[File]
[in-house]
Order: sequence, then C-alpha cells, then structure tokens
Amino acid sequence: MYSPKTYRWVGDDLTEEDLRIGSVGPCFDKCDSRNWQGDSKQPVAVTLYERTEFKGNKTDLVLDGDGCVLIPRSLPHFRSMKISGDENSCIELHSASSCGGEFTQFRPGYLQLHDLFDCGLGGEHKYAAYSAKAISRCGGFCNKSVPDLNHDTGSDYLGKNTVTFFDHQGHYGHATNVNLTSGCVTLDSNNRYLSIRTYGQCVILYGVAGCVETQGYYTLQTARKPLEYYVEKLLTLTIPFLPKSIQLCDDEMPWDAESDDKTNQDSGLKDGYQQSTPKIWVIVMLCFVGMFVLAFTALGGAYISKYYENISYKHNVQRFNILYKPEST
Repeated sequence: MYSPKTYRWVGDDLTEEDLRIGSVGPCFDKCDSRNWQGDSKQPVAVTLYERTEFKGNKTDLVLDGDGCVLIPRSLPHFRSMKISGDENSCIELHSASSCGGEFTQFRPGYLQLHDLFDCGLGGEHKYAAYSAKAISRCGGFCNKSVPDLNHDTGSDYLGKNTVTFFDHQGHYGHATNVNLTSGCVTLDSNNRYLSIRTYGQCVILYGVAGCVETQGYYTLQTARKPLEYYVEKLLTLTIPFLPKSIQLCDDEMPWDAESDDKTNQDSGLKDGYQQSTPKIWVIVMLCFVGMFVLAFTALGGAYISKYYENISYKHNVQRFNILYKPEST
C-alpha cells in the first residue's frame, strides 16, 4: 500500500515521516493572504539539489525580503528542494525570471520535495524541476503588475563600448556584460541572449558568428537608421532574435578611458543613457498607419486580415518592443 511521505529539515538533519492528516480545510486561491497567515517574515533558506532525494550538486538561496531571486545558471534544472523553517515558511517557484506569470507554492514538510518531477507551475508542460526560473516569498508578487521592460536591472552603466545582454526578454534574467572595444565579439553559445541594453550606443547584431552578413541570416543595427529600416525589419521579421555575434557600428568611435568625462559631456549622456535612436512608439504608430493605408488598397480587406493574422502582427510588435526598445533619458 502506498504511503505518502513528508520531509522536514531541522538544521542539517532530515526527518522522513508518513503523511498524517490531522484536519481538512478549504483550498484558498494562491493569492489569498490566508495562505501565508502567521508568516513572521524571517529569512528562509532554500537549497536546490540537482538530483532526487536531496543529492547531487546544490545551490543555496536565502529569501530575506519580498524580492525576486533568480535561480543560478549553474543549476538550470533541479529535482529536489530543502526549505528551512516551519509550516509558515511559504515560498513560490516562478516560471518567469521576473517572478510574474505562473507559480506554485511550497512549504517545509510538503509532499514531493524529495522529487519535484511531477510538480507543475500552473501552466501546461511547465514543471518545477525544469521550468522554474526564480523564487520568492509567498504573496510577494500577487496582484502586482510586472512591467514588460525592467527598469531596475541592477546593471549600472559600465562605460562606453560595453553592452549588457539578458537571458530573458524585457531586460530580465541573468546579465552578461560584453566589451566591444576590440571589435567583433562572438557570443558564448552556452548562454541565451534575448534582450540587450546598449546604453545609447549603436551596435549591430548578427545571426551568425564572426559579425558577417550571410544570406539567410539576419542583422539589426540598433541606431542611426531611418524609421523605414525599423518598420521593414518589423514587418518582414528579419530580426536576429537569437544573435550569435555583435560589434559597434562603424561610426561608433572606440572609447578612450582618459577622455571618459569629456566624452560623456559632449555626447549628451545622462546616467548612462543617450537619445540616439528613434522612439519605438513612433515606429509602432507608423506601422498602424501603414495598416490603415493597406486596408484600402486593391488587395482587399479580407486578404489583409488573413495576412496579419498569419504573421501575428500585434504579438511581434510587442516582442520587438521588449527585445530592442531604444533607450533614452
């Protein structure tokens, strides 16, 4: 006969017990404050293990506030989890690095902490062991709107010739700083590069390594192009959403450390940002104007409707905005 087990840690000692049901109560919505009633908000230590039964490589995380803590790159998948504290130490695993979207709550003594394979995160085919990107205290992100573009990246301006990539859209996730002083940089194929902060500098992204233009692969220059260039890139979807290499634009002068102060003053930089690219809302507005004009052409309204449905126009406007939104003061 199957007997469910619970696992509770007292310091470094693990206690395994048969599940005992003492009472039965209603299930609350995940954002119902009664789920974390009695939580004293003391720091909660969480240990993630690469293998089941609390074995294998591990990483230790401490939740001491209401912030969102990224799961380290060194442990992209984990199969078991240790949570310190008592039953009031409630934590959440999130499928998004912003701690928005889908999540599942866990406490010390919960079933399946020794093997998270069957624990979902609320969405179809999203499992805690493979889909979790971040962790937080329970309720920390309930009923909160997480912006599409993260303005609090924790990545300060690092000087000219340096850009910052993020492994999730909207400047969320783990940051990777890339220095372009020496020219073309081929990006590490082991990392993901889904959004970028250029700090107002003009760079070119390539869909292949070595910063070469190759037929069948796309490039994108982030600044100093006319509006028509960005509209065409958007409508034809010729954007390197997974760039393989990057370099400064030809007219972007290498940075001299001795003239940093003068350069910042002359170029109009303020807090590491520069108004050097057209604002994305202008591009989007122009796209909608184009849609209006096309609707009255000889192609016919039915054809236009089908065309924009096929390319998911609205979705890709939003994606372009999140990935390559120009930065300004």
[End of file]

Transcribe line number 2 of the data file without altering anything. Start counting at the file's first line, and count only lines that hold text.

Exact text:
Order: sequence, then C-alpha cells, then structure tokens